Diverse Partnerships are Key to Texas Team's Success

Mar 26, 2012, 1:00 PM, Posted by

By Alexia Green, RN, PhD, FAAN, professor and dean emeritus, Texas Tech University Health Sciences Center and co-leader of the Texas Action Coalition


Creating and sustaining partnerships is vital to the Texas Team: Advancing Health through Nursing—a state Action Coalition of the Future of Nursing: Campaign for Action. Although the Texas Team was only approved as an official Action Coalition in September 2011, we have been working diligently to recruit and build partners who can support the campaign through 2020.

The various state Action Coalitions—such as the Texas Team—are composed of multiple entities (mostly other organizations), which in turn are composed of multiple individuals. Engaging and maintaining interest and commitment from these multiple entities is a very real challenge for the Texas Team and other newly formed Action Coalitions, but it is vital to all our success in achieving our Institute of Medicine (IOM) goals in our respective states. As leaders we must strive to engage all these partners and promote a common vision toward achieving the IOM goals.

Key to our success in Texas has been the recruitment of BlueCross BlueShield of Texas as our lead business organization for the statewide team. BlueCross BlueShield partners with the Texas Nurses Association as our lead nursing organization to advance the health of Texans through our Coalition activities. The Texas Hospital Association was an early partner and has also been very supportive of our activities.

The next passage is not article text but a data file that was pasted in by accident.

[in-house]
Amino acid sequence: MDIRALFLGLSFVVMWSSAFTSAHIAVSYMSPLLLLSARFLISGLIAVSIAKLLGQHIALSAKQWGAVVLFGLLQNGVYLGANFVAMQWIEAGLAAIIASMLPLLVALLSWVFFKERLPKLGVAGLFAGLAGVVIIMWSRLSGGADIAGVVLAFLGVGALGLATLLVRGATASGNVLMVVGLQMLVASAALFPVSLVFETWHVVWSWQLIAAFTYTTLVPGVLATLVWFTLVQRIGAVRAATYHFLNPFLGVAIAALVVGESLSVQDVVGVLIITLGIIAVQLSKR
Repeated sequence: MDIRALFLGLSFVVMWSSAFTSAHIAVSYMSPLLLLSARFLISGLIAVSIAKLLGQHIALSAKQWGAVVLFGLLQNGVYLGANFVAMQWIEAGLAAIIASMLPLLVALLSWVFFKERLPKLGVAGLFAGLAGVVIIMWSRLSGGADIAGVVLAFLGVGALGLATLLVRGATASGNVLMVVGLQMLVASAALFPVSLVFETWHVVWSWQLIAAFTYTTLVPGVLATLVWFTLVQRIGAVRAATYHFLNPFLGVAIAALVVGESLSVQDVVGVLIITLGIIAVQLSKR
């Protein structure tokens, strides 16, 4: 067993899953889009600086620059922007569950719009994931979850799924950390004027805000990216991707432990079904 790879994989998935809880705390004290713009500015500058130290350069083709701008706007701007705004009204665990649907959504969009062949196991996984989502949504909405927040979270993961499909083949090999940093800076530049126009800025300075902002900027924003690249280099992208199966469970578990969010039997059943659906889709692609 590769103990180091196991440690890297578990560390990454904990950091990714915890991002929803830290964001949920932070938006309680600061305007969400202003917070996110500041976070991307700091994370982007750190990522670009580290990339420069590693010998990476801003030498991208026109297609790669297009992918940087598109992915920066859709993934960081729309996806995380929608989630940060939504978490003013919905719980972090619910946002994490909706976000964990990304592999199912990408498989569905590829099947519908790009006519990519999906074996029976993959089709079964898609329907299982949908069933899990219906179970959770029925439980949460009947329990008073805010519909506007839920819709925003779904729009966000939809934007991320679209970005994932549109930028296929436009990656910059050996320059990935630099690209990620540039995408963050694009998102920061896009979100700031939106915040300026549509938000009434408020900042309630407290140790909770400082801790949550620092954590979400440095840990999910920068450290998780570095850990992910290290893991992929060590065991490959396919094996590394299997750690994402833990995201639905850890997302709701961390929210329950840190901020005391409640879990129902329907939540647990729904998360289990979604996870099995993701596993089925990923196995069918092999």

Other diverse partners that have joined our Coalition include Bell Helicopter. Yes, that’s right, the folks who make helicopters! (And no, they haven’t provided us with any rides yet!) But they are very committed to advancing the health of our state through nursing. Associates in Process Improvement, a group of improvement scientists (yes, those same scientists who work with the Institute for Healthcare Improvement) have also joined us because they too deem nurses integral to the improvement of health care across our nation.

Decision Critical, a health care technology company that is nurse-owned, joined the Coalition early on and was also one of our founding sponsors. We were also successful in recruiting the Texas Association of Business, one of the most powerful advocacy groups in the state (it represents more than 400 Chambers of Commerce).

We have been able to recruit approximately 120 other organizations to our Texas Team—most of which are engaged in health care in some form—including hospitals, health care advocacy groups, Area Health Education Centers, the Texas Board of Nursing, the Texas Center for Nursing Workforce Studies, and numerous nursing schools.

To keep our members engaged, we send them the weekly email updates from the Center to Champion Nursing in America about the Initiative on the Future of Nursing. When a member organization joins the Texas Team we link them to our communications via list-serve mechanisms. We also provide member updates from the Texas Team on a quarterly basis, and sometimes more often than that. Most of these organizations have been members less than six months, and we hope to actively engage them in our Texas Team activities.

We have also requested that each organization that joins the Texas Team recruit a new member organization within six months of joining the Coalition. We are anticipating following up with all Coalition member organizations over the next few months to encourage them to recruit additional member organizations as agreed upon in their initial charter agreement with the Texas Team. As you can see, the Texas Team has been enthusiastically engaged in the “mobilization” of interested organizations that are committed to the future of nursing and to advancing the health of Texans through nursing!

Read more about the work of the Texas Team.

Read about the work of the California Action Coalition here and here.

Learn more about the Future of Nursing: Campaign for Action.

This commentary originally appeared on the RWJF Human Capital Blog. The views and opinions expressed here are those of the authors.